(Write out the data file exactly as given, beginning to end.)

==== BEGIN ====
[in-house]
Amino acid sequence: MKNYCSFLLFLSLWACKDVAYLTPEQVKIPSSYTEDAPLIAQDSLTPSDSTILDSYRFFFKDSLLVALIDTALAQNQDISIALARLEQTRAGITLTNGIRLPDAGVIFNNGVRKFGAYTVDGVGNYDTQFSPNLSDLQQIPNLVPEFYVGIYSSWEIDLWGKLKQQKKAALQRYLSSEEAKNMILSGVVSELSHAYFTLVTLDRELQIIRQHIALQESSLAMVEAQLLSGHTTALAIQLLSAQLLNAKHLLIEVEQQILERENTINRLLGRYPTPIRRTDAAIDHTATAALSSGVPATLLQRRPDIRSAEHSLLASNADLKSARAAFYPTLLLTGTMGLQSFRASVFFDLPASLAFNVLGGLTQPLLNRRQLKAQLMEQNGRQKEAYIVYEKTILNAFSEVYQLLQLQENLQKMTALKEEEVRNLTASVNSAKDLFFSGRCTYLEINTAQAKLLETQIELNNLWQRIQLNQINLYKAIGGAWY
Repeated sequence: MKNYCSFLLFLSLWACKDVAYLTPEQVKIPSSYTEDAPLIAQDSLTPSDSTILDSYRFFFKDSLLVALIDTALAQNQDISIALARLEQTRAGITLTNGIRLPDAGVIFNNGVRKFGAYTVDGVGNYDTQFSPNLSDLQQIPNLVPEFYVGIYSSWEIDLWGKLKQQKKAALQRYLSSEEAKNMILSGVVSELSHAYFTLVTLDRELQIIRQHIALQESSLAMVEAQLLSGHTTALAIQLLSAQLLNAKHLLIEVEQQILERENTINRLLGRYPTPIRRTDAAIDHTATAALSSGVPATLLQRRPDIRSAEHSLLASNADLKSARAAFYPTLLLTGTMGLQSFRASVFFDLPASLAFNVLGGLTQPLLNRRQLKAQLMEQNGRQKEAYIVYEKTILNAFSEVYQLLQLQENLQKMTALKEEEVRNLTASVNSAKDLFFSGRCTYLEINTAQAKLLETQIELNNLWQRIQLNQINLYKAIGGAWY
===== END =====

[in-house]
Amino acid sequence: MKNYCSFLLFLSLWACKDVAYLTPEQVKIPSSYTEDAPLIAQDSLTPSDSTILDSYRFFFKDSLLVALIDTALAQNQDISIALARLEQTRAGITLTNGIRLPDAGVIFNNGVRKFGAYTVDGVGNYDTQFSPNLSDLQQIPNLVPEFYVGIYSSWEIDLWGKLKQQKKAALQRYLSSEEAKNMILSGVVSELSHAYFTLVTLDRELQIIRQHIALQESSLAMVEAQLLSGHTTALAIQLLSAQLLNAKHLLIEVEQQILERENTINRLLGRYPTPIRRTDAAIDHTATAALSSGVPATLLQRRPDIRSAEHSLLASNADLKSARAAFYPTLLLTGTMGLQSFRASVFFDLPASLAFNVLGGLTQPLLNRRQLKAQLMEQNGRQKEAYIVYEKTILNAFSEVYQLLQLQENLQKMTALKEEEVRNLTASVNSAKDLFFSGRCTYLEINTAQAKLLETQIELNNLWQRIQLNQINLYKAIGGAWY
Repeated sequence: MKNYCSFLLFLSLWACKDVAYLTPEQVKIPSSYTEDAPLIAQDSLTPSDSTILDSYRFFFKDSLLVALIDTALAQNQDISIALARLEQTRAGITLTNGIRLPDAGVIFNNGVRKFGAYTVDGVGNYDTQFSPNLSDLQQIPNLVPEFYVGIYSSWEIDLWGKLKQQKKAALQRYLSSEEAKNMILSGVVSELSHAYFTLVTLDRELQIIRQHIALQESSLAMVEAQLLSGHTTALAIQLLSAQLLNAKHLLIEVEQQILERENTINRLLGRYPTPIRRTDAAIDHTATAALSSGVPATLLQRRPDIRSAEHSLLASNADLKSARAAFYPTLLLTGTMGLQSFRASVFFDLPASLAFNVLGGLTQPLLNRRQLKAQLMEQNGRQKEAYIVYEKTILNAFSEVYQLLQLQENLQKMTALKEEEVRNLTASVNSAKDLFFSGRCTYLEINTAQAKLLETQIELNNLWQRIQLNQINLYKAIGGAWY